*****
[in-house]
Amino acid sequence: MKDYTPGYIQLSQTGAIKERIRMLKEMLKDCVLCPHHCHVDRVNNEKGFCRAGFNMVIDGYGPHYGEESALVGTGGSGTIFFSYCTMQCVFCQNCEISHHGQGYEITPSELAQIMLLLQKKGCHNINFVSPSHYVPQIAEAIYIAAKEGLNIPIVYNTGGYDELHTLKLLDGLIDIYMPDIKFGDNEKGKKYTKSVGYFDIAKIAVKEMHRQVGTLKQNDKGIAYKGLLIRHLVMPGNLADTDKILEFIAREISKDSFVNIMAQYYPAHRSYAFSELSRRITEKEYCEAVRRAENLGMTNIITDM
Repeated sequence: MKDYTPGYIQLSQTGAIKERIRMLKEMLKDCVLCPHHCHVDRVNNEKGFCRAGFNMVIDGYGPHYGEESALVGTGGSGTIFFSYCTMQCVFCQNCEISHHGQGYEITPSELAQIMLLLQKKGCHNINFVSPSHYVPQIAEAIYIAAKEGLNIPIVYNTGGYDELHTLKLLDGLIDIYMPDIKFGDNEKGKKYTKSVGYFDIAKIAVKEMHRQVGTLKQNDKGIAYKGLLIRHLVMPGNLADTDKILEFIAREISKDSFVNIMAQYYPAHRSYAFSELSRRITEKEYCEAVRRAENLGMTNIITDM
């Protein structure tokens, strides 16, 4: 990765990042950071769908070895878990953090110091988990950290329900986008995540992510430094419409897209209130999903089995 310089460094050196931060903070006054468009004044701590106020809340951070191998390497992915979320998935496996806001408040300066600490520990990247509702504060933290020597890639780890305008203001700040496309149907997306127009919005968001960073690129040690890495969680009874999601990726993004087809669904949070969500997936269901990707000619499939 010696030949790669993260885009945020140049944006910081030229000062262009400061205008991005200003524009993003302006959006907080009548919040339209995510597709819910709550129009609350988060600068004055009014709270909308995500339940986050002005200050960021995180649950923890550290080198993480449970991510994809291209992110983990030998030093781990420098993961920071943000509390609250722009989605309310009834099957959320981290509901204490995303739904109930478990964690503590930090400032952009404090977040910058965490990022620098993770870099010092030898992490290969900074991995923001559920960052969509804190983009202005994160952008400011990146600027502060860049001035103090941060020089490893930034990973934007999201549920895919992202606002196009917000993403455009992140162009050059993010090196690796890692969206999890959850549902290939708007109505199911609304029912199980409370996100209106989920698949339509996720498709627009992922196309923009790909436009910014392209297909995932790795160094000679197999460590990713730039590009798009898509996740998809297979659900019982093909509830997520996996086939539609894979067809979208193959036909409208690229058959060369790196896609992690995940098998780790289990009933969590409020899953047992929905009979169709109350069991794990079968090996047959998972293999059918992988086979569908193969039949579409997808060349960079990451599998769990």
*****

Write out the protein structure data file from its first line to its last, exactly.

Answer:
[in-house]
Amino acid sequence: MKDYTPGYIQLSQTGAIKERIRMLKEMLKDCVLCPHHCHVDRVNNEKGFCRAGFNMVIDGYGPHYGEESALVGTGGSGTIFFSYCTMQCVFCQNCEISHHGQGYEITPSELAQIMLLLQKKGCHNINFVSPSHYVPQIAEAIYIAAKEGLNIPIVYNTGGYDELHTLKLLDGLIDIYMPDIKFGDNEKGKKYTKSVGYFDIAKIAVKEMHRQVGTLKQNDKGIAYKGLLIRHLVMPGNLADTDKILEFIAREISKDSFVNIMAQYYPAHRSYAFSELSRRITEKEYCEAVRRAENLGMTNIITDM
Repeated sequence: MKDYTPGYIQLSQTGAIKERIRMLKEMLKDCVLCPHHCHVDRVNNEKGFCRAGFNMVIDGYGPHYGEESALVGTGGSGTIFFSYCTMQCVFCQNCEISHHGQGYEITPSELAQIMLLLQKKGCHNINFVSPSHYVPQIAEAIYIAAKEGLNIPIVYNTGGYDELHTLKLLDGLIDIYMPDIKFGDNEKGKKYTKSVGYFDIAKIAVKEMHRQVGTLKQNDKGIAYKGLLIRHLVMPGNLADTDKILEFIAREISKDSFVNIMAQYYPAHRSYAFSELSRRITEKEYCEAVRRAENLGMTNIITDM
């Protein structure tokens, strides 16, 4: 990765990042950071769908070895878990953090110091988990950290329900986008995540992510430094419409897209209130999903089995 310089460094050196931060903070006054468009004044701590106020809340951070191998390497992915979320998935496996806001408040300066600490520990990247509702504060933290020597890639780890305008203001700040496309149907997306127009919005968001960073690129040690890495969680009874999601990726993004087809669904949070969500997936269901990707000619499939 010696030949790669993260885009945020140049944006910081030229000062262009400061205008991005200003524009993003302006959006907080009548919040339209995510597709819910709550129009609350988060600068004055009014709270909308995500339940986050002005200050960021995180649950923890550290080198993480449970991510994809291209992110983990030998030093781990420098993961920071943000509390609250722009989605309310009834099957959320981290509901204490995303739904109930478990964690503590930090400032952009404090977040910058965490990022620098993770870099010092030898992490290969900074991995923001559920960052969509804190983009202005994160952008400011990146600027502060860049001035103090941060020089490893930034990973934007999201549920895919992202606002196009917000993403455009992140162009050059993010090196690796890692969206999890959850549902290939708007109505199911609304029912199980409370996100209106989920698949339509996720498709627009992922196309923009790909436009910014392209297909995932790795160094000679197999460590990713730039590009798009898509996740998809297979659900019982093909509830997520996996086939539609894979067809979208193959036909409208690229058959060369790196896609992690995940098998780790289990009933969590409020899953047992929905009979169709109350069991794990079968090996047959998972293999059918992988086979569908193969039949579409997808060349960079990451599998769990």